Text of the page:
Whatever tasks you must face today, and to-dos, and errands, pause to think how similar your own existence might be to Chloe's.
Chloe, a sea otter pup rescued after being found stranded on Pismo Beach at the close of 2012, has some pretty packed days of her own at her new Long Beach home at the Aquarium of the Pacific. She's been studying stationing -- which is "how to sit calmly in front of her trainer" -- and she is "learning to target a shape." Smartie.
And while we humans might not be undertaking a course in stationing or target recognition today, many of us are, like Chloe, taking vitamins and enjoying seafood for dinner. She takes her vitamins in liquid form, and aquarium staff reports that she is "far from a picky eater," devouring clams, squid, and shrimp.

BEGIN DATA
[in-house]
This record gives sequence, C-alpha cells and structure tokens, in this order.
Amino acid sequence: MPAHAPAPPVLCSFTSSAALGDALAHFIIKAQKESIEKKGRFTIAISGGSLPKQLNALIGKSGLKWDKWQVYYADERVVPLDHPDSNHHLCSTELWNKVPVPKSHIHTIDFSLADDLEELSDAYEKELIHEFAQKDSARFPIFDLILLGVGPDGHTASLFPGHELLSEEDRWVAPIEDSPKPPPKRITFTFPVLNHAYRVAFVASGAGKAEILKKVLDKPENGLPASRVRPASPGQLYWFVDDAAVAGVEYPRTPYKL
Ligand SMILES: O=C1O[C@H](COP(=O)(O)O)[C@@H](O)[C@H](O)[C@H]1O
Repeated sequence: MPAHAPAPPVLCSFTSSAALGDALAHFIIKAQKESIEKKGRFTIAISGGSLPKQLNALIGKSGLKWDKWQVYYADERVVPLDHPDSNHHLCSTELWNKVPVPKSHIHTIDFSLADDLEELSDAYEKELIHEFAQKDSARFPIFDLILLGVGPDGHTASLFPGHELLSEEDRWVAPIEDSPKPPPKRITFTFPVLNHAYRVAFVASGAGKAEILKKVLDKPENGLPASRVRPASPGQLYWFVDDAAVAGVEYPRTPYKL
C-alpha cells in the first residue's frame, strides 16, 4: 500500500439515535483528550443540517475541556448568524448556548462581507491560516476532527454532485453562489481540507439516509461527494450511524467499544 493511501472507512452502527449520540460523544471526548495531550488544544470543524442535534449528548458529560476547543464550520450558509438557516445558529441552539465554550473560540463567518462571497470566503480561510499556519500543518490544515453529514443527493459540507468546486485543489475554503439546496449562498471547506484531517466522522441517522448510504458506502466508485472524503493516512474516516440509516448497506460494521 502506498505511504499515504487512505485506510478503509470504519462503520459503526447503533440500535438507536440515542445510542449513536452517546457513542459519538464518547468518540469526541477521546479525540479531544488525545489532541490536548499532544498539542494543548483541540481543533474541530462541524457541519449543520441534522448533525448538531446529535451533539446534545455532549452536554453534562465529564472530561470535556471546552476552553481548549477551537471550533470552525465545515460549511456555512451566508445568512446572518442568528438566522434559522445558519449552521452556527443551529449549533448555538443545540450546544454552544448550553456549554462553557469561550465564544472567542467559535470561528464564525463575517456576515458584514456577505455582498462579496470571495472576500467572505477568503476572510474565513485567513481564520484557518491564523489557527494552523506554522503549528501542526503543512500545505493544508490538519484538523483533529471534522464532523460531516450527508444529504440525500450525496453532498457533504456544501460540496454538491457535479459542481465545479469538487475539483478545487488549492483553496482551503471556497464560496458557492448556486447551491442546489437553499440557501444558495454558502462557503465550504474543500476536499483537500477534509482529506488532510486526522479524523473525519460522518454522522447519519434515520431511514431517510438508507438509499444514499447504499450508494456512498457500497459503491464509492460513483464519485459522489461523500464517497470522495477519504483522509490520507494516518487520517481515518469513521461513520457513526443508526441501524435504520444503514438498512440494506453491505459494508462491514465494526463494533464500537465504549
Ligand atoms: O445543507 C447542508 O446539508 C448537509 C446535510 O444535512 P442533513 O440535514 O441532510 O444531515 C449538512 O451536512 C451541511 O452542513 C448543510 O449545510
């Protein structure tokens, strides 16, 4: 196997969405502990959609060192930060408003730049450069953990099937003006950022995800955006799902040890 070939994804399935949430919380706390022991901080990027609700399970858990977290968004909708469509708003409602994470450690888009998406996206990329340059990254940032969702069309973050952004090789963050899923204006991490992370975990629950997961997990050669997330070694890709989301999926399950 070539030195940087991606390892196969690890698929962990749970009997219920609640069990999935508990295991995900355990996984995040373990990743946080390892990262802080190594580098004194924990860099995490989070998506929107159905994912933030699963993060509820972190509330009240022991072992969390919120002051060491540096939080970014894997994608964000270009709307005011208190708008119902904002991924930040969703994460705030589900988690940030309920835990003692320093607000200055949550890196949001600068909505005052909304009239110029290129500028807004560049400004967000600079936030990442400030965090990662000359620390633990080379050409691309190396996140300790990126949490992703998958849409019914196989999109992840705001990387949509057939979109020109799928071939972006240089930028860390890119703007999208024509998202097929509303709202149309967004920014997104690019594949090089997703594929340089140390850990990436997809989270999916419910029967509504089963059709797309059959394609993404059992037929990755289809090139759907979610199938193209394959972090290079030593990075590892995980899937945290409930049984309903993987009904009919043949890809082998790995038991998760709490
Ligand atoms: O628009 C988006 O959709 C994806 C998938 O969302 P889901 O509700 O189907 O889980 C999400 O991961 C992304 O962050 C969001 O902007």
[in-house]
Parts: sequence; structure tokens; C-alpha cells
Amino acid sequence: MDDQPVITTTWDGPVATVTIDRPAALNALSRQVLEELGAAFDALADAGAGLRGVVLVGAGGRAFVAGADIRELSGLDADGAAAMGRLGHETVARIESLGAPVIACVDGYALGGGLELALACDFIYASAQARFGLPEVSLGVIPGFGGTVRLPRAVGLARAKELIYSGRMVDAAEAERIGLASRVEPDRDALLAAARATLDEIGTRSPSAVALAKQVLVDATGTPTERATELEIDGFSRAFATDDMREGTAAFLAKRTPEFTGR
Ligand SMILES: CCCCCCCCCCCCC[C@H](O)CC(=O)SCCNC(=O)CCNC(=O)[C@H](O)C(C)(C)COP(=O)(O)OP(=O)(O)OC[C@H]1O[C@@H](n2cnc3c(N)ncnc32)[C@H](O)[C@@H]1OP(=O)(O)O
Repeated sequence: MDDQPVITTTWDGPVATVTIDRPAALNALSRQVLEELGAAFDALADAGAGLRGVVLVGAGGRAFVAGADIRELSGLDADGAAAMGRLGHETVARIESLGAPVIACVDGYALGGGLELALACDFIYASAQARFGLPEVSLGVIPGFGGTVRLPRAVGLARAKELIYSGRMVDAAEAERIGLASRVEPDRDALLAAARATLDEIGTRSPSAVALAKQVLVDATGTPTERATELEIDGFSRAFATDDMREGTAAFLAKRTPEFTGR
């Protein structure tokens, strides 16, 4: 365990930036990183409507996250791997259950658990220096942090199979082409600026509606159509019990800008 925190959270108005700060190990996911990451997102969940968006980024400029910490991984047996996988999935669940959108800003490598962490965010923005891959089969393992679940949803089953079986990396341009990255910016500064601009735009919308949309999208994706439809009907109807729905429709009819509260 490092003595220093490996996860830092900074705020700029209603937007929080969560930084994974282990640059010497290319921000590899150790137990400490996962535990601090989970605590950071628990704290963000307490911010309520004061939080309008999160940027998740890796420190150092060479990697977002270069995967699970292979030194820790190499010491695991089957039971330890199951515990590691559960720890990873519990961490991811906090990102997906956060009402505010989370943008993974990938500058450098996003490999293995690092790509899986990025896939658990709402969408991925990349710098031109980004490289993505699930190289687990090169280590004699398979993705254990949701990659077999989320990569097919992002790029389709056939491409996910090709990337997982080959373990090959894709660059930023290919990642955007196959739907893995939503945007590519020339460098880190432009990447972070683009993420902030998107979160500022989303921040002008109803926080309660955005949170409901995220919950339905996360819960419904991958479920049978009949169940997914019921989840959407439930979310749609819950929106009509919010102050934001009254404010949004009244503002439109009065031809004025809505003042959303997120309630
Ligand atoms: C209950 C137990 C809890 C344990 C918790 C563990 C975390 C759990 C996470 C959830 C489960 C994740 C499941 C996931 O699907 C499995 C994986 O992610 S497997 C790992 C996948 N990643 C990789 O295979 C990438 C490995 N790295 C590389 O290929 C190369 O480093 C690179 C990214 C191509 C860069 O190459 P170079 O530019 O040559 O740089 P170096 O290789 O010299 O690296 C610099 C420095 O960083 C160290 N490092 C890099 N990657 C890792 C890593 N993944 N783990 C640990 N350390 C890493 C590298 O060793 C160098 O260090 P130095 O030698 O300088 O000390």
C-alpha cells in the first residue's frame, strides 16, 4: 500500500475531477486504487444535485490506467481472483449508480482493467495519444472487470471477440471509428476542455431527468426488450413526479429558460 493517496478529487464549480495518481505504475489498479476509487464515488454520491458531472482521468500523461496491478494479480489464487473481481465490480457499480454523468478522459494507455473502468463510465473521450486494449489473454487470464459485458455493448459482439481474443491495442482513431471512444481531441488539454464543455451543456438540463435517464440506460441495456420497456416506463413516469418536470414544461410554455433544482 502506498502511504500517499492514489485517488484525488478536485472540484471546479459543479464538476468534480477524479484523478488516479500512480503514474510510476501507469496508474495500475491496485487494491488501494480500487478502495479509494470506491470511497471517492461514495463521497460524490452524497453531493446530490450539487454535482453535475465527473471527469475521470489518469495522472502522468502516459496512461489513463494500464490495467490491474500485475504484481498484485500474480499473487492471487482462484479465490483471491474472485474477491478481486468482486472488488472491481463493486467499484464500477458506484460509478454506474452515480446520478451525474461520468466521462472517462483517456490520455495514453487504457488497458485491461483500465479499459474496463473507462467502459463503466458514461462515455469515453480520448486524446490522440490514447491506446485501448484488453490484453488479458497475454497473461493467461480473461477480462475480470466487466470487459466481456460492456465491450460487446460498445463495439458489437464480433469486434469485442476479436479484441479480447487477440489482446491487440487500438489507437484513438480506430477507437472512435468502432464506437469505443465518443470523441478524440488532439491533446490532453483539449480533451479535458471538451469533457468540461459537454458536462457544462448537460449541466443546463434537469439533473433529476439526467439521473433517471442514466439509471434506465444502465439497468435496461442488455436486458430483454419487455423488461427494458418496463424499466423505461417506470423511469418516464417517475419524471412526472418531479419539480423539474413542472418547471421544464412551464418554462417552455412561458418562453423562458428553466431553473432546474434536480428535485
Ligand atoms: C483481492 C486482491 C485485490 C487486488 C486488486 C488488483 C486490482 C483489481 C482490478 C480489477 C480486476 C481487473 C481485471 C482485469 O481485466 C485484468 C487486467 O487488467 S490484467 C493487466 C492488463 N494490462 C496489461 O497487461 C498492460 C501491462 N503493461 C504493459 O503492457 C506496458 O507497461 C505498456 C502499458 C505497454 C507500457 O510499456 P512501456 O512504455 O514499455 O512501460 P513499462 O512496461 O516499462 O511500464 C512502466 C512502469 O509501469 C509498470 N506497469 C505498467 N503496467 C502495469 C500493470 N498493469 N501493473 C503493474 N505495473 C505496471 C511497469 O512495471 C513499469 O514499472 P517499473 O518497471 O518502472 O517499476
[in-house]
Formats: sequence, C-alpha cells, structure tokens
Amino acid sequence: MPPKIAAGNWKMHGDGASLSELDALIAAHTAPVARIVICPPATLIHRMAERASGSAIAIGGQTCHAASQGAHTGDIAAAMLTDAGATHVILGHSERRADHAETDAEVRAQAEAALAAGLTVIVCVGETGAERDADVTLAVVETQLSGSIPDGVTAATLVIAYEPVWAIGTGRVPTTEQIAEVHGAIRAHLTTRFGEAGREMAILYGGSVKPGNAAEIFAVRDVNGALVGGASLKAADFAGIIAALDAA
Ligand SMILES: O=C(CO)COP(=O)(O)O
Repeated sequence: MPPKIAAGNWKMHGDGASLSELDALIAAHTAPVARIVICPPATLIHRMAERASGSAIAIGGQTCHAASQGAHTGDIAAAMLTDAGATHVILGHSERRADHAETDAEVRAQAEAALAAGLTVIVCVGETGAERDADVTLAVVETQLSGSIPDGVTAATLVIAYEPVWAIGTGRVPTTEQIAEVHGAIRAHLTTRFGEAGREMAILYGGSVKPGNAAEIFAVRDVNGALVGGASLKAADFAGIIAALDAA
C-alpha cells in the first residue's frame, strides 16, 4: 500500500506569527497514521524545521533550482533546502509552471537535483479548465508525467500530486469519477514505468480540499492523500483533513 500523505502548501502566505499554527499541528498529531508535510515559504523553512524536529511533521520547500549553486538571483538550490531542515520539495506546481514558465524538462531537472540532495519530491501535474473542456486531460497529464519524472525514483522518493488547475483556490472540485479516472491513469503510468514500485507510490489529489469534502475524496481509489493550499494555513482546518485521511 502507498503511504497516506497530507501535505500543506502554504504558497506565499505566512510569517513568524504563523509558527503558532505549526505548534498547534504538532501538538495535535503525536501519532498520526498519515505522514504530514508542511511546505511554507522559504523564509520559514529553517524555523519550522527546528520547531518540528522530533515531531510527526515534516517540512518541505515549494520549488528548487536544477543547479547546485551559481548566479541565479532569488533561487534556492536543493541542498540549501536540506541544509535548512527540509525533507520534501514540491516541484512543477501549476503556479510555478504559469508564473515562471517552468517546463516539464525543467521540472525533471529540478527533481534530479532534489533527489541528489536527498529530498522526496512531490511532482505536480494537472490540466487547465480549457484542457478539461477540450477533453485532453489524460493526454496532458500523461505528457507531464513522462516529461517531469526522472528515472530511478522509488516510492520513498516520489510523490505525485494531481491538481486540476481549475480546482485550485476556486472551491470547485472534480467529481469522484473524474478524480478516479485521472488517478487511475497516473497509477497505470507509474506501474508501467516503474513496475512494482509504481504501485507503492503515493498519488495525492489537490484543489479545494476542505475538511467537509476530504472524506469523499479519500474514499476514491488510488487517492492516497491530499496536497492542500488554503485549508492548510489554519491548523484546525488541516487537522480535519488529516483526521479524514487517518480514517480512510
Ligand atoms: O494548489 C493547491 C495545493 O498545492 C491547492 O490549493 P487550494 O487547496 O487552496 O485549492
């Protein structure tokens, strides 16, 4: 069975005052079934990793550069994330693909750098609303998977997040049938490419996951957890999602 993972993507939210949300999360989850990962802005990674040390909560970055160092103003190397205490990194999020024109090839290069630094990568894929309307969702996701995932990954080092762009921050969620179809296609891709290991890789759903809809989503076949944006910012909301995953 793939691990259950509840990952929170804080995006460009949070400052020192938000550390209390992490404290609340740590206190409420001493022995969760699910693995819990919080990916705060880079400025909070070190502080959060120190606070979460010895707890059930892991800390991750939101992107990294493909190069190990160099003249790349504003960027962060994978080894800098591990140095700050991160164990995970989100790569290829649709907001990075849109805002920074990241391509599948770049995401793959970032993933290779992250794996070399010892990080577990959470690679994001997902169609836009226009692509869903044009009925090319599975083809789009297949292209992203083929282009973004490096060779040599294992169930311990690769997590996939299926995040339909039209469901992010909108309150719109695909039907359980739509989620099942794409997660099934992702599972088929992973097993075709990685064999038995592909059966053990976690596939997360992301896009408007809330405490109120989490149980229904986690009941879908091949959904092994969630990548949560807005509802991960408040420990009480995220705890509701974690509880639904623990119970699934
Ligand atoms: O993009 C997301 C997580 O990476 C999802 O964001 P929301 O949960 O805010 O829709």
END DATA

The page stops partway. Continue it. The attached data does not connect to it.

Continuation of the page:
Daily total intake? Seven pounds of food.
Now the sea otter -- Chloe was the name chosen by Long Beach resident Marla Graham, who nabbed the chance to select a name through a membership opportunity event -- is set for her official public debut at the aquarium on Thursday, Nov. 21.
The pup was deemed "non-releasable to the wild" after a stay with the Monterey Bay Aquarium. The MBA's own Sea Otter Research Research and Conservation was the group behind Chloe's Pismo rescue.
She moved down south, to Long Beach, over the summer. (Aside: When sea otters need to move, do they pack up a few cardboard boxes full of abalone shells, urchins, and kelp?)
The oceanic mammal has increased her weigh by a hefty six pounds during her Monterey and Long Beach sojourns. That doesn't sound like much, but consider that she is now 34 pounds.
Days packed with shrimp consumption, skill learning, and general frolicking? Yep, we'd probably trade places with Chloe for an afternoon, depending on how cool the otters like their pool.